In terms of the sound, the HE6se follows what has become a pretty typical HiFiMAN signature, and judging from the fact that the impedance and sensitivity specifications are the same as for the original HE6, there’s a good chance that it’ll sound pretty similar to the original too. Although, this is not something I can really state as a fact since I’ve neither listened to nor had the chance to measure the original HE6. What we get is a pretty flat response between the bass and sub-bass region with a slightly elevated presence in the mids. There’s a steady climb from around 2kHz up to a sharp peak at 4kHz. This peak can sometimes be a little bothersome, and I found this to be particularly true when listening to Daft Punk’s Doin’ It Right where the clap sounds came across just a bit too forward and distracting for my tastes. When I lowered this region within the EQ it became less bothersome. But then again, this isn’t something that I can say that I constantly found to be bothersome, so I wouldn’t count it as an inherent flaw.
Also, our brains have an amazing ability to adapt to things, and so if your current headphones also tend to be a little mid forward, then there’s a good chance that your brain would’ve “filtered out” that characteristic, in which case that upper mid-range spike of the HE6se will probably go unnoticed to you.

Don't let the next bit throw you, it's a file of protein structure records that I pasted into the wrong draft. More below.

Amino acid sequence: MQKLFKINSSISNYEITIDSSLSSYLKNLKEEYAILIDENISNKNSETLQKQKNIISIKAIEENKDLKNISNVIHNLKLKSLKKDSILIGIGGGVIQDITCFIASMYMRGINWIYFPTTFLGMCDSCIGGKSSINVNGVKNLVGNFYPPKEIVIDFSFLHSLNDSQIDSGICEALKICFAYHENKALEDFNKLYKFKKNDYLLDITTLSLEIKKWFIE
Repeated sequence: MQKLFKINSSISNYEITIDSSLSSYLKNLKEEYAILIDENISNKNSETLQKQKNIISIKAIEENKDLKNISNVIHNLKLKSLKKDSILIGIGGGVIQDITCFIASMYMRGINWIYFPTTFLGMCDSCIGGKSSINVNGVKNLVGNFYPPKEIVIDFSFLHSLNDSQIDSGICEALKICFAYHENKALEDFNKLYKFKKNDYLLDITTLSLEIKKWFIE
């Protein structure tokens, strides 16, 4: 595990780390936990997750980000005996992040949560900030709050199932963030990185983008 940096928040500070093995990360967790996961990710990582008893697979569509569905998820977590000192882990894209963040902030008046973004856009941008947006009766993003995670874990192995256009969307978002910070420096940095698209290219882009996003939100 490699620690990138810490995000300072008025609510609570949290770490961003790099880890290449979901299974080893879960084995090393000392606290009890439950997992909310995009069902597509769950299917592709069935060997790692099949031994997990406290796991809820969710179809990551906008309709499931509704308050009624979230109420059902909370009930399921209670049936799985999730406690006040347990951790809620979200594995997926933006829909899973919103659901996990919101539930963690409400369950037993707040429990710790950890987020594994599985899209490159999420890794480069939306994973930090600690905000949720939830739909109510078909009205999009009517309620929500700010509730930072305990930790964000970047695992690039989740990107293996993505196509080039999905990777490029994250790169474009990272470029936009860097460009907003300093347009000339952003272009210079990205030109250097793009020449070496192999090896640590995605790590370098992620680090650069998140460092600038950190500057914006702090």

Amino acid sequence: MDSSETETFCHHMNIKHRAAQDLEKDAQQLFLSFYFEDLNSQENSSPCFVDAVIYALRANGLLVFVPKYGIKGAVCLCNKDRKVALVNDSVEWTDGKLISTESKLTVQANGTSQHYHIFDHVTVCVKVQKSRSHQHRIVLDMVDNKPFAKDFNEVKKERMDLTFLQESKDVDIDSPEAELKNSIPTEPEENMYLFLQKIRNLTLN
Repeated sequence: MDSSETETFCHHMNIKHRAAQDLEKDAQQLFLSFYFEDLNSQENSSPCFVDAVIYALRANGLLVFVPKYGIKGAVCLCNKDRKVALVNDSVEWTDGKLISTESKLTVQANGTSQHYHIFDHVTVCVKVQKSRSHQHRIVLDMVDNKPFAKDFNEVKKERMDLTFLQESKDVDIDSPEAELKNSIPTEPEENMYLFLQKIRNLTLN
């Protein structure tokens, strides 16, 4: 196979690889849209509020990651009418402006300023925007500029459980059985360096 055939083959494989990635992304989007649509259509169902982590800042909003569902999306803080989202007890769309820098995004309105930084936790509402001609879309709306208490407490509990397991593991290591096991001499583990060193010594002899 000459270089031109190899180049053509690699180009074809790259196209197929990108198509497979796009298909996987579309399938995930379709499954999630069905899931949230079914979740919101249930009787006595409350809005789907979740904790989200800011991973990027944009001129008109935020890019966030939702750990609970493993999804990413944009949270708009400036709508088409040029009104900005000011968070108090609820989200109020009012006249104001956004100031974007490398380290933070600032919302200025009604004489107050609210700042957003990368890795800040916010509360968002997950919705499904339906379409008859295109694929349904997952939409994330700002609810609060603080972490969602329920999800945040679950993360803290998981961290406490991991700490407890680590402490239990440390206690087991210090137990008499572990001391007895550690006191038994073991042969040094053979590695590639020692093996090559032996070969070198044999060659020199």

Further along the frequency response we have a few more dips and spikes but nothing in particular that stands out as being problematic to me. That slight spike at 10kHz does seem to help give a bit more shimmer to cymbals which is quite pleasant.
I did notice that the HE6se didn’t sound quite as wide as I had anticipated. But this might be partly due to the fact that I was also reviewing the HE1000se, so that might’ve had an influence here. But the depth sounded pretty good to me, as did instrument separation within the sound field. It’s still wider than regular closed-back headphones anyways.
Overall the HE6se offers an agreeable sound signature, provided of course that you’ve got an amp that can throw enough power at it.
Judging the value of the HE6se is pretty much going to depend on what other equipment you have. Honestly, if your headphone amp isn’t capable of delivering more than 2W of power to these cans, then you’ll really be wasting your time. There are very few headphones that require me to switch my iDSD Black Label into Turbo power mode, but the HE6se absolutely demanded it, and even then I had to turn the volume-knob all the way to the two o’clock position.So, what this means is that, if you don’t have a particularly powerful amp, then you might end up needing to factor in the additional cost of an appropriate amp as well if you do decide on getting the HE6se. This just is an unfortunate but nevertheless inevitable side-effect of using ultra-low sensitivity headphones.
But, if you do already have a headphone amp that can provide adequate power, then I think the HE6se offers a very respectable sound character, and so could well prove to be a healthy upgrade over something like the Ananda, and perhaps even the Edition X V2.